The Department of Energy (DOE) maintained a steady state of processing time in FY22. The DOE boasts many research programs and initiatives  – many that require a security clearance. The DOE has made major improvements in timeliness this past year, dropping 21 days for Top Secret and 31 days for Secret clearances. The number of cases has also decreased in the last year by 300, reducing the strain on the system.


The chart below shows the processing times for the DOE’s Fiscal Year (FY) 2022 3rd quarter for a Top Secret and Secret clearance.

DOE Clearances

Are DOE Clearances Under DCSA?

The DOE is one of those government agencies with their own personnel security program. They even get their guidelines not from the Defense Counterintelligence and Security Agency (DCSA), but from the Atomic Energy Act of 1954, in addition to the federal adjudicative guidelines. Classification determinations and terms differ from the DoD.

While things are relatively similar, the DOE has different clearance terms like Q for Top Secret and L for Secret. Ideally, if a DoD contractor or employee should be able to transition from a Top Secret clearance to a Q level clearance – and vice versa.

It may seem confusing that DOE uses different terms. However, they say that different terms are needed because the department is granting access to Restricted Data and special nuclear material.

But just because the departments are separate, both have maintained an eye towards tightening up the clearance processing timelines. The DOE continues to reduce the number of days in the investigation phase, getting clearances out for the fastest 90% on tighter timelines. And that’s good news for companies and clearance holders ramping up a new contract with the DOE. Getting the right candidates hired and cleared has routinely required high levels of patience and perseverance.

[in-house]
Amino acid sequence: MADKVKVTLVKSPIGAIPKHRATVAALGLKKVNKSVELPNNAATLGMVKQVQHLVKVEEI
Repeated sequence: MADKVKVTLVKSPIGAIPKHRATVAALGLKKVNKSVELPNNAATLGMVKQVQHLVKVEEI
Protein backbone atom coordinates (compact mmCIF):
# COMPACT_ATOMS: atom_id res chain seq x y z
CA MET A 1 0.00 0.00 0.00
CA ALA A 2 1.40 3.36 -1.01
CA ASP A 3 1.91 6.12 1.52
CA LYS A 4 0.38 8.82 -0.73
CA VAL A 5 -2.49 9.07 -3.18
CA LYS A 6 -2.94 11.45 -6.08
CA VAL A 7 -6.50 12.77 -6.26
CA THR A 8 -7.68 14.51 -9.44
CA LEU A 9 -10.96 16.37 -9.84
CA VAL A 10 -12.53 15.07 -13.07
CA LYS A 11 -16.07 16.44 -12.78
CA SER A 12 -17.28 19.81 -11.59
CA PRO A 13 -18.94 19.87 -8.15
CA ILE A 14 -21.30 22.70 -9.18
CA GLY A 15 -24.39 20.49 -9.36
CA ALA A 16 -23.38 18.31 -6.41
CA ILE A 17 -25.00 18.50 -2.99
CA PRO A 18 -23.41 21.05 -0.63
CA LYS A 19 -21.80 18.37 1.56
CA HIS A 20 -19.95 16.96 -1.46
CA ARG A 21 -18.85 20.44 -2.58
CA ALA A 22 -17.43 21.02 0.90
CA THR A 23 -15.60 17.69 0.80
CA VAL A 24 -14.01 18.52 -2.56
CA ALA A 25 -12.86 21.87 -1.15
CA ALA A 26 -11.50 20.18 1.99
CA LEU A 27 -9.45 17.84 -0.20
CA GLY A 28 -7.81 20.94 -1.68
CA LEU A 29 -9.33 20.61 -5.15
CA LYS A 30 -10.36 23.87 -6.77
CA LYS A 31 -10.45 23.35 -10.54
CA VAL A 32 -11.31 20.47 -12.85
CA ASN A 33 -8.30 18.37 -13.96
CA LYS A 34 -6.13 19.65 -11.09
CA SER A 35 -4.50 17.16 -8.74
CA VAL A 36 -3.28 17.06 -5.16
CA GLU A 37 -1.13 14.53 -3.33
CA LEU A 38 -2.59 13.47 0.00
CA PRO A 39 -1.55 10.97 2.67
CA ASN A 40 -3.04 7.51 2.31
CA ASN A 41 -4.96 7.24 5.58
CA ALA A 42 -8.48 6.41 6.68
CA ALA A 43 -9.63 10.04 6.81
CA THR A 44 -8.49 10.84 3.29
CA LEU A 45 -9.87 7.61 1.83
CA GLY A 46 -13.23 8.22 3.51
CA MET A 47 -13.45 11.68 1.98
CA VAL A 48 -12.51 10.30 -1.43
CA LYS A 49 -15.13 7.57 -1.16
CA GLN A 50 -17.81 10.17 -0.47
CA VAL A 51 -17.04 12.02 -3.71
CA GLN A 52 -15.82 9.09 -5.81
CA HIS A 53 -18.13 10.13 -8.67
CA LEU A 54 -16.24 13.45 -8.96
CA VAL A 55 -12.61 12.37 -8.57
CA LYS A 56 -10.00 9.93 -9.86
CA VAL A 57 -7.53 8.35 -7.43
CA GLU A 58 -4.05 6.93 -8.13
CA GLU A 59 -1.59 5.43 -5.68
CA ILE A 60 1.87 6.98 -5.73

Cybersecurity a Key Piece of the DOE Puzzle

It’s normal to only associate the DOE with topics like renewable energy and climate conversations. But aside from their role in the nuclear world and building things like the largest laser in the world, the department also has a heavy interest in cybersecurity. Where there’s energy, there has to be cybersecurity too. That’s because part of keeping America safe means protecting critical energy infrastructure against cybersecurity threats. The DOE has made recent moves to enhance their cyber infrastructure in order to protect the U.S. against adversaries.

Related News

Jillian Hamilton has worked in a variety of Program Management roles for multiple Federal Government contractors. She has helped manage projects in training and IT. She received her Bachelors degree in Business with an emphasis in Marketing from Penn State University and her MBA from the University of Phoenix.